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Adaptive Physical Education (APE) is a direct service that can be provided to a special needs child, should the Committee on Preschool Special Education (CPSE) or the Committee on Special Education (CSE) determine that the child is in need of such service. In many cases, if a child is identified as visually impaired, physically handicapped, severely multiply impaired, or other health impaired, he or she will be warranted APE services.
Adaptive Physical Education (APE) is an adapted, or modified, physical education program designed to meet the individualized gross motor needs, or other disability-related challenges, of an identified student. The program can be provided one-on-one, in a small group, or within the general physical education setting. The APE instructor needs to be trained in assessing and working with special needs children. Lesson plans, rubrics, and worksheets need to be adapted for the needs of the children.
The need for Adaptive Physical Education (APE) is determined by the CPSE or CSE. The APE instructor assesses the child and presents the information to the committee. The assessment must include diagnostic and curriculum-based data, observations, and input by the child's general physical education teacher. If the child is receiving OT, PT or Vision Therapy (VT), then input should be obtained by these providers as well.
Based on the assessment and any other information provided by committee members, the committee determines whether or not APE services are needed. If the committee recommends such services, then APE becomes a part of the child's Individualized Education Plan (IEP). The plan must include the assessment information, the amount of APE to be received, whether or not the child will be in the general physical education setting, and goals with measurable objectives/benchmarks.
It's important to note that APE should not be viewed as a related service. Because physical education is federally mandated for all students, the APE teacher is a direct service provider. The APE teacher is to provide adaptations or modifications that will allow the special needs child to participate in age-appropriate physical educational activities. Adaptations or modifications can be made in four areas:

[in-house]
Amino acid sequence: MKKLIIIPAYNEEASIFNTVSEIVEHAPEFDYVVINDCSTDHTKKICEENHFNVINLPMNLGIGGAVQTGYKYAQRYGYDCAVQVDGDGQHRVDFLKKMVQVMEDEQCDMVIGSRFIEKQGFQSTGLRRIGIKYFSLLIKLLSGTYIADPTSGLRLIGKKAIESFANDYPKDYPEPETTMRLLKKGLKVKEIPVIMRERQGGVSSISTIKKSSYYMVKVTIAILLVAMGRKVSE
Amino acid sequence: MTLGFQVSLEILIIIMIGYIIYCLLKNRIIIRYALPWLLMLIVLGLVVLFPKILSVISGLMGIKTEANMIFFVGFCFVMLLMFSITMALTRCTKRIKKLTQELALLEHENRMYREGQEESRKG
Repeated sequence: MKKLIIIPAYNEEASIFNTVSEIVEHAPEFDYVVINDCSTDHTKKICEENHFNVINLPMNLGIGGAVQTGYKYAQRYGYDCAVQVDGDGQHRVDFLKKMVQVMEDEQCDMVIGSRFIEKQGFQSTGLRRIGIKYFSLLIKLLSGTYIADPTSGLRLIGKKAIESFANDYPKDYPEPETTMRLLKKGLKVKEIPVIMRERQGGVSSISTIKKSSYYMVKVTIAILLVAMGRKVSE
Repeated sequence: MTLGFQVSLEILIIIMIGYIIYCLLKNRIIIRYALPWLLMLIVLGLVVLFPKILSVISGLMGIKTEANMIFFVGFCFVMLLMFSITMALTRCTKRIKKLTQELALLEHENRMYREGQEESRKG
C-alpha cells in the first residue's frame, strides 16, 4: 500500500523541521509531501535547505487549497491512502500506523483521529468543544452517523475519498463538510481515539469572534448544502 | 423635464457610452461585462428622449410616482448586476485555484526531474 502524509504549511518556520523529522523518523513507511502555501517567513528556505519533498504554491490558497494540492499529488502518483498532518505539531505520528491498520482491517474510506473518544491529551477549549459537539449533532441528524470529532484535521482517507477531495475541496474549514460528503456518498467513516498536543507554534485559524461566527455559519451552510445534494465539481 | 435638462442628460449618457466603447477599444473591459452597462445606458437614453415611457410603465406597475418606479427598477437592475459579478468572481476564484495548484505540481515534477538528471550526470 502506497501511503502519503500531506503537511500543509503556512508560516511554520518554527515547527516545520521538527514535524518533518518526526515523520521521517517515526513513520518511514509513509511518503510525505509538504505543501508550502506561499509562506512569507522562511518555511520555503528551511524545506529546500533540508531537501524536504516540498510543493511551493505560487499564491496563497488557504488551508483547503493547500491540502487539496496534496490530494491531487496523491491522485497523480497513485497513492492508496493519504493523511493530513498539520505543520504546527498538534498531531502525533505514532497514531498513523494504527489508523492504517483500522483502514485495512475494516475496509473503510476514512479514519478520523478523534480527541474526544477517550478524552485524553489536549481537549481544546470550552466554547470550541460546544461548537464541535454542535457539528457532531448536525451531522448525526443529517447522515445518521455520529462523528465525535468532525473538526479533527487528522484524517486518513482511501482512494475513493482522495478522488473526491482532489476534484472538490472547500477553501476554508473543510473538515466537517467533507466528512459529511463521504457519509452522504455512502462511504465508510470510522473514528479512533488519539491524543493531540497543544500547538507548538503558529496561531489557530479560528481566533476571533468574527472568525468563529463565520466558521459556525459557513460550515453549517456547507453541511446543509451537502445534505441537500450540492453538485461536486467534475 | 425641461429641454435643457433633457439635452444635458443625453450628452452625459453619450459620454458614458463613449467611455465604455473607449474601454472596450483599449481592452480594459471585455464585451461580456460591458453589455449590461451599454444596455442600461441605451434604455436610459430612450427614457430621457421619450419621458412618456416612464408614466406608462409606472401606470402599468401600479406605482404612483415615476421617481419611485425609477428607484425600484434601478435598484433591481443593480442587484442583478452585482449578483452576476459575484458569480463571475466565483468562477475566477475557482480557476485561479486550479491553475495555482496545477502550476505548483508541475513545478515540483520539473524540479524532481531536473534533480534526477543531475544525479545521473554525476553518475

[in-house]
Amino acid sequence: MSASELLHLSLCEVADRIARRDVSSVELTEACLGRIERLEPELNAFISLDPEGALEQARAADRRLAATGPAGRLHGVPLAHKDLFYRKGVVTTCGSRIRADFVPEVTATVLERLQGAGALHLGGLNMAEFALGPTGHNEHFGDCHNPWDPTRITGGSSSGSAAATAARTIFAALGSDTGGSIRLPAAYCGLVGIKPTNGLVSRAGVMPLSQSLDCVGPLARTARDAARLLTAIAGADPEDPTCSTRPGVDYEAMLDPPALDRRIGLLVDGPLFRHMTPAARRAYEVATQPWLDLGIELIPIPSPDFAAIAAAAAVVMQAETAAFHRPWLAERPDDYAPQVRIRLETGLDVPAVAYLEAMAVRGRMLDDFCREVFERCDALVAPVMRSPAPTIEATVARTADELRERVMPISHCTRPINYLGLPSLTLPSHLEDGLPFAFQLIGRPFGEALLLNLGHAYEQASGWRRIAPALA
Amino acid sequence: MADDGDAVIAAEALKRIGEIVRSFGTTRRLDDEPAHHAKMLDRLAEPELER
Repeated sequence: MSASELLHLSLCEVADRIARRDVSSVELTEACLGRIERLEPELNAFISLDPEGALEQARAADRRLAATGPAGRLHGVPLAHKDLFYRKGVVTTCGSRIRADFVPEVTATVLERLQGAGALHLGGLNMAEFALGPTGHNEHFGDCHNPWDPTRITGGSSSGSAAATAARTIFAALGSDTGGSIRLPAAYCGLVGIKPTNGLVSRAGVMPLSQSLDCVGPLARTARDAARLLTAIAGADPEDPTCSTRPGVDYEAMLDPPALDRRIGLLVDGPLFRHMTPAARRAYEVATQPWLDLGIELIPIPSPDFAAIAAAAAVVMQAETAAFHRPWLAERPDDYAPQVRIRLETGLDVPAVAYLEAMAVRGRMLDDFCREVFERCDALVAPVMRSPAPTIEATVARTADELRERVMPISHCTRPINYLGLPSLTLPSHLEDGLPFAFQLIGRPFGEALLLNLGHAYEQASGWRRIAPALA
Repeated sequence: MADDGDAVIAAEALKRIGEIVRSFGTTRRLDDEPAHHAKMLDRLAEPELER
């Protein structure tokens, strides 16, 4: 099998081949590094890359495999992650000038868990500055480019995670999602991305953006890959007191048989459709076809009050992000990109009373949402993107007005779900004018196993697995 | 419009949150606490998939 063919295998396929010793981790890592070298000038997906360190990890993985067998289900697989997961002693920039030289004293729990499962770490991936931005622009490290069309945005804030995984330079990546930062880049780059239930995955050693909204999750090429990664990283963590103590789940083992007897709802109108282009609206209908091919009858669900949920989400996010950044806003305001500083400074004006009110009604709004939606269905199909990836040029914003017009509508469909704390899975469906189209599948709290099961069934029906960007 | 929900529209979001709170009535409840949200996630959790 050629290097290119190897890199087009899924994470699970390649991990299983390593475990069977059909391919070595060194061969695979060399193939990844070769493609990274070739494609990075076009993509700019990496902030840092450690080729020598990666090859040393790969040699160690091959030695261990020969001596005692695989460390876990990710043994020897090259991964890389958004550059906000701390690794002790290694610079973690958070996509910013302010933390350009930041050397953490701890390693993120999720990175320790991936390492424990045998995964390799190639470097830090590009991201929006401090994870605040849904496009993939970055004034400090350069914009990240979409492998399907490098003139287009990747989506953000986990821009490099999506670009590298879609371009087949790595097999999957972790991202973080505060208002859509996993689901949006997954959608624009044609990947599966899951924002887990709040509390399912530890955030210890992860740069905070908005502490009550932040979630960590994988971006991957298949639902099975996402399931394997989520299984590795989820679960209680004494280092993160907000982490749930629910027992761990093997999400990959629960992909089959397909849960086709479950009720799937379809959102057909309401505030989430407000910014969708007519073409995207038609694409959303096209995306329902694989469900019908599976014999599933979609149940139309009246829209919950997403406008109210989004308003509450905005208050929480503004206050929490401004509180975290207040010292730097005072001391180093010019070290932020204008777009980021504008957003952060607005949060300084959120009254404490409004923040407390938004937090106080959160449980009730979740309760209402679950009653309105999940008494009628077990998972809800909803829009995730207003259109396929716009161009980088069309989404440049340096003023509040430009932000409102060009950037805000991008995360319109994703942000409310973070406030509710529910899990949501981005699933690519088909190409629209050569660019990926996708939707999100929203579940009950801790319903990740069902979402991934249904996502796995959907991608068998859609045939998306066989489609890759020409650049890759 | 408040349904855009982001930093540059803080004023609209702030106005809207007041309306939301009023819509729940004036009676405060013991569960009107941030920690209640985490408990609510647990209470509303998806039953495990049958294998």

1. Instruction. Rules, lesson plans, strategies, etc. can be modified or included to help the child be successful in physical education. For example, a down's syndrome child may respond to one word signs as reminders for doing a summersault correctly.
2. Rules. A rule can be adapted or changed if it allows the special needs child to be successful. For example, if the students are working on volley ball skills, a wheelchair bound student is allowed to serve the volley ball from four feet ahead of the serving line.
3. Equipment. Standard gym equipment can be replaced with other objects that vary in shape, color, size, etc. For example, when playing kickball, provide a large bright orange ball for a visually impaired child to kick.
4. Environment. If need be, change the size of the playing area or use tape to define the area. For example, if the general education students are pitching softballs back and forth, work with a severely mentally handicapped child on rolling a ball back and forth by starting out being two feet apart and gradually increasing the space.
For some special needs students, Adaptive Physical Education may be needed every school year. For other students, as they continue to make gains with their gross motor skills, APE services might be tapered back and at some point no longer needed. APE students need to be encouraged to do their best. Programs, such as the Special Olympics, have provided a wonderful and positive opportunity for APE students to experience competing just like their non-disabled peers.